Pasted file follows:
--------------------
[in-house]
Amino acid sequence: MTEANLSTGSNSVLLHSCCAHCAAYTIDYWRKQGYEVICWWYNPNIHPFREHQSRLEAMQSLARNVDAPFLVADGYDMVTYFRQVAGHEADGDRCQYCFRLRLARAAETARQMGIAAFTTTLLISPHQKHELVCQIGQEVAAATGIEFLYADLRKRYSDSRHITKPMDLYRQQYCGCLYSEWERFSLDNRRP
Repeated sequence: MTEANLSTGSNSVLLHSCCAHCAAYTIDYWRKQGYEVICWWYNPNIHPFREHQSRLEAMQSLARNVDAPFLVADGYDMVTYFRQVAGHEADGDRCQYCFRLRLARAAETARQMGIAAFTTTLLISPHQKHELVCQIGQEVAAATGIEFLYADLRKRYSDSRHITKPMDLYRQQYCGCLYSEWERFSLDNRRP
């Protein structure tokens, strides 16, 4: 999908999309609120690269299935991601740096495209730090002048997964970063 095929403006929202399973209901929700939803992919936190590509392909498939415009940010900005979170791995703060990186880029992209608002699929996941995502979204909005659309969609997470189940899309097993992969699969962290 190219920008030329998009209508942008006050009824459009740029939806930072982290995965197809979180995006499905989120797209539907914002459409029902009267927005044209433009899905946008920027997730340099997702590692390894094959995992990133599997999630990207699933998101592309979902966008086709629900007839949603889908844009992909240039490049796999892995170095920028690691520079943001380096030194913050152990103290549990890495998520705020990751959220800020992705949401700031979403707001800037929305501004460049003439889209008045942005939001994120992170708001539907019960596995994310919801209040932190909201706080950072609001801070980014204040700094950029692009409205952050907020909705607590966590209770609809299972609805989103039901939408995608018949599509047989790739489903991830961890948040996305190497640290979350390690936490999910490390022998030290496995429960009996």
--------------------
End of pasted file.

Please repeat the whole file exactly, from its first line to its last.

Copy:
[in-house]
Amino acid sequence: MTEANLSTGSNSVLLHSCCAHCAAYTIDYWRKQGYEVICWWYNPNIHPFREHQSRLEAMQSLARNVDAPFLVADGYDMVTYFRQVAGHEADGDRCQYCFRLRLARAAETARQMGIAAFTTTLLISPHQKHELVCQIGQEVAAATGIEFLYADLRKRYSDSRHITKPMDLYRQQYCGCLYSEWERFSLDNRRP
Repeated sequence: MTEANLSTGSNSVLLHSCCAHCAAYTIDYWRKQGYEVICWWYNPNIHPFREHQSRLEAMQSLARNVDAPFLVADGYDMVTYFRQVAGHEADGDRCQYCFRLRLARAAETARQMGIAAFTTTLLISPHQKHELVCQIGQEVAAATGIEFLYADLRKRYSDSRHITKPMDLYRQQYCGCLYSEWERFSLDNRRP
């Protein structure tokens, strides 16, 4: 999908999309609120690269299935991601740096495209730090002048997964970063 095929403006929202399973209901929700939803992919936190590509392909498939415009940010900005979170791995703060990186880029992209608002699929996941995502979204909005659309969609997470189940899309097993992969699969962290 190219920008030329998009209508942008006050009824459009740029939806930072982290995965197809979180995006499905989120797209539907914002459409029902009267927005044209433009899905946008920027997730340099997702590692390894094959995992990133599997999630990207699933998101592309979902966008086709629900007839949603889908844009992909240039490049796999892995170095920028690691520079943001380096030194913050152990103290549990890495998520705020990751959220800020992705949401700031979403707001800037929305501004460049003439889209008045942005939001994120992170708001539907019960596995994310919801209040932190909201706080950072609001801070980014204040700094950029692009409205952050907020909705607590966590209770609809299972609805989103039901939408995608018949599509047989790739489903991830961890948040996305190497640290979350390690936490999910490390022998030290496995429960009996």